The Reverend Horton Heat
Nekromantix, Old Man Markley
128 Northeast Russell Street
Portland, OR, 97212
Doors 8:00 PM / Show 9:00 PM
This event is 21 and over
Watch & Listen
The Reverend Horton Heat
Undeniably, The Reverend Horton Heat, aka Jim Heath, is the biggest, baddest, grittiest, greasiest, greatest rocker that ever piled his hair up and pounded the drinks down. Without question, for all of his outlandish antics, blistering stage performances and legendary musical prowess, the one thing The Rev always gets asked about is the story behind his unusual and rather clerical moniker. "Well, there used to be this guy who ran this place in Deep Ellum, Texas who used to call me Horton- my last name is Heath," says The Rev. "Anyway, this guy hired me and right before the show he goes, 'Your stage name should be Reverend Horton Heat! Your music is like gospel' and I thought it was pretty ridiculous. So I'm up there playing and after the first few songs, people are saying, 'Yeah, Reverend!' What's really funny is that this guy gave up the bar business, and actually became a preacher! Now he comes to our shows and says, 'Jim, you really should drop this whole Reverend thing.'"
It's been an almost 20-year journey for Heath, whose country-flavored punkabilly and onstage antics have brought him and his band a strikingly diverse fan base and a devoted cult following, not to mention the respect of fellow musicians worldwide. Revival, the band's first release for Yep Roc Records, is a return to Heath's roots - musical and geographical.
"I got this lick called the 'hurricane,' and I call back on the hurricane on this album for the sake of keeping things really rockin," he says. (The "hurricane" is a trademark lick where The Rev plays lead and rhythm guitar simultaneously to give the trio its full live sound.) He's also got a top-secret lick he'll introduce on this disc. It's so top secret that he won't even divulge the name, but listen up for it! Lyrically, the album's themes run "from death to silliness," says The Rev. "I'd been going through so much stuff, losing my mom so quickly, new baby, touring, getting back and having to work," he says of making the album. Revival finds the Rev dealing with these issues and more: The track "Someone in Heaven" is written for his mother, while "Indigo Friends" deals with a friend's heroin addiction. But the album's themes aren't only dark and/or serious: "Calling in Twisted" is about calling in sick to work and "using the fake cough," "Rumble Strip" is a drivin song and "If it Ain't got Rhythm", "that's a really fun one to play," says the Rev "it is classic RHH. And "Party Mad" is pretty self-explanatory.
Beloved psychobilly outfit Nekromantix will be loading up their hot-rod hearse and tearing up the nation's asphalt during the summer months for another barn burning tour of North America. Led by the exquisitely coiffed rock and roll idol Kim Nekroman and his infamous coffin bass, the Nekromantix will begin their rollicking trek by entertaining their rabid fans in the Arizona desert before taking their otherworldly sound to the Southern swamplands before eventually careening into the fleshpots of Las Vegas for a finale at the Country Saloon. As the news hounds at the Phoenix New Times recently raved: "You could make a helluva case for Nekromantix frontman Kim Nekroman as (psychobilly's) crown prince. In many ways, the Nekromantix epitomize the psychobilly look and sound even more than the good Reverend himself."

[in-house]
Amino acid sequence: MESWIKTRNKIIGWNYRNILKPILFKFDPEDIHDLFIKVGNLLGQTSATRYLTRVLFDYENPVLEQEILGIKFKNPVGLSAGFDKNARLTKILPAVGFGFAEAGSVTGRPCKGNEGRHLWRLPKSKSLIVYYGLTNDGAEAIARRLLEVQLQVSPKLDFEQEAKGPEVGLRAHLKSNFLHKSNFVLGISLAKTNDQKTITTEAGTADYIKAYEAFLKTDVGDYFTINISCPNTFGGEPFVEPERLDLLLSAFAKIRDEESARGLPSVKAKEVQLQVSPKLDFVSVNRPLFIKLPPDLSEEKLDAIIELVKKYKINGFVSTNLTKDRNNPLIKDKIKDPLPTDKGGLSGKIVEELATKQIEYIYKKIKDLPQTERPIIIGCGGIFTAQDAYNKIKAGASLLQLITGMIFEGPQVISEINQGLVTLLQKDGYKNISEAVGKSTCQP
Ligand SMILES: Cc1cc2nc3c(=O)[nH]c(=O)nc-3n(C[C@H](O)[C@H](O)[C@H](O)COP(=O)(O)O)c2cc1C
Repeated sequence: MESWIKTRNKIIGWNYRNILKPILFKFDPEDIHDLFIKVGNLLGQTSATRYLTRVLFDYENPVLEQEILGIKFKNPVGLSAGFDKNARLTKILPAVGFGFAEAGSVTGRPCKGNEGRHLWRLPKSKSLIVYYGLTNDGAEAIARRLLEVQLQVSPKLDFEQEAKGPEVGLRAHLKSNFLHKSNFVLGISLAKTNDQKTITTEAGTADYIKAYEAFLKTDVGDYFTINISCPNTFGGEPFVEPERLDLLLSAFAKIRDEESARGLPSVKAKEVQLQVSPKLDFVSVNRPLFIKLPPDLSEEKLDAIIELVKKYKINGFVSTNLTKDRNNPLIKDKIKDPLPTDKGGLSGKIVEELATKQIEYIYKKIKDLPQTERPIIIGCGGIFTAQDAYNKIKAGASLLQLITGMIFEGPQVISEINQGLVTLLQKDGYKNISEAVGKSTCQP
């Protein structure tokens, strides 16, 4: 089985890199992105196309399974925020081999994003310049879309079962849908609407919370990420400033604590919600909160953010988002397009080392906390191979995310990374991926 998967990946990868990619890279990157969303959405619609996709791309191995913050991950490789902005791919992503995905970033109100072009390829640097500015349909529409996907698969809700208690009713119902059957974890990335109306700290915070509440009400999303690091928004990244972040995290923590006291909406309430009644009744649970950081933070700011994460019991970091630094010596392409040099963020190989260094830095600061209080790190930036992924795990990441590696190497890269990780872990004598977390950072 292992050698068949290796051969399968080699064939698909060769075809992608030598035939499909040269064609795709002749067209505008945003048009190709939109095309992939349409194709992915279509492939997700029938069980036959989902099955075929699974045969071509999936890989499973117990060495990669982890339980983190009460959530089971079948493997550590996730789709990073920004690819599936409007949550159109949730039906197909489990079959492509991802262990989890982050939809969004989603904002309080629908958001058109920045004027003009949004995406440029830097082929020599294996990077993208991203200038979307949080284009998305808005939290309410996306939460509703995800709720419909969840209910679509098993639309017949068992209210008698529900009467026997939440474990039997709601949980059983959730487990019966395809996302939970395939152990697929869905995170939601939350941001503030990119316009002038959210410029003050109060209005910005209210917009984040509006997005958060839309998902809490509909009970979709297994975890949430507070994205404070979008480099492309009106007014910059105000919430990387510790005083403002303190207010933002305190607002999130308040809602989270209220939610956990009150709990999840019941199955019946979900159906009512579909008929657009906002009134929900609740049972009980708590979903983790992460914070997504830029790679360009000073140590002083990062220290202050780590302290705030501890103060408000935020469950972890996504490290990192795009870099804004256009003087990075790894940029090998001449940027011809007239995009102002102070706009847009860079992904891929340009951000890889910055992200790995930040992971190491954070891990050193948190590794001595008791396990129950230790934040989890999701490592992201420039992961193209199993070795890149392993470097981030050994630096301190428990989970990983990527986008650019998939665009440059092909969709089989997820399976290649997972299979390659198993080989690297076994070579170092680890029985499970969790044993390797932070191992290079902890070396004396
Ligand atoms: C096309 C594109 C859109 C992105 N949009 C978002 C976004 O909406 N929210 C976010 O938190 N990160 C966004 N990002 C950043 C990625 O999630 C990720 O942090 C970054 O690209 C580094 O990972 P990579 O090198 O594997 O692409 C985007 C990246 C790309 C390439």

Old Man Markley
Old Man Markley are not your run-of-the-mill band. They're not a traditional bluegrass band, nor a typical punk band. Instead, the band meld elements of both genres into a musical style that has resulted in a boot-stomping good time for fans around the world.
The seven piece – rounded out by Johnny Carey (vocals, guitar), Annie DeTemple (autoharp, vocals), Joey Garibaldi (bass, vocals), Jeff Fuller (drums), Ryan Markley (washboard), John Rosen (banjo) and Katie Weed (fiddle) – roared onto the scene in 2010. Their unique blend of punk rock sensibilities, ear for pop melodies, and deeply rooted love for bluegrass caught the ear of Fat Wreck Chords, who released OMM's debut album Guts n' Teeth in 2011.
Word quickly spread of the their incredible live shows, and over the next few years the band found themselves shredding strings on stage with the likes of Flogging Molly, The Reverend Horton Heat, and NOFX. Old Man Markley were quickly embraced by the punk rock community for their incendiary performances. At the same time, bluegrass fans warmly welcomed the band, earning OMM a #8 debut on the Billboard Bluegrass chart for Guts n' Teeth. From rivets to rhinestones, even the world of glossy country music embraced OMM, yielding them a slot at California's country festival mecca, Stagecoach.
After two years of relentless touring and winning over thousands of fans, Old Man Markley returned to the little house in Southern California where it all began to record their follow-up album, Down Side Up. With Fat Wreck Chords owner and NOFX frontman Fat Mike in the producer's chair alongside singer/guitarist Johnny Carey, Old Man Markley plucked, bowed, and strummed their way through thirteen galloping new songs.
"With the support of Fat Mike, we went out on a limb with this album," says Carey. "We didn't restrict our creativity and can't wait for the world to hear the variety on our album."
It paid off. Down Side Up debuted at #1 on the Billboard Bluegrass chart. OMM followed the release with multiple tours across the United States, and international tours through Canada, across Europe, and in Japan, to play songs for old friends and new fans. A more cohesive unit than ever, Old Man Markley overflows with passion for their craft and for each other. Just have a listen for yourself.
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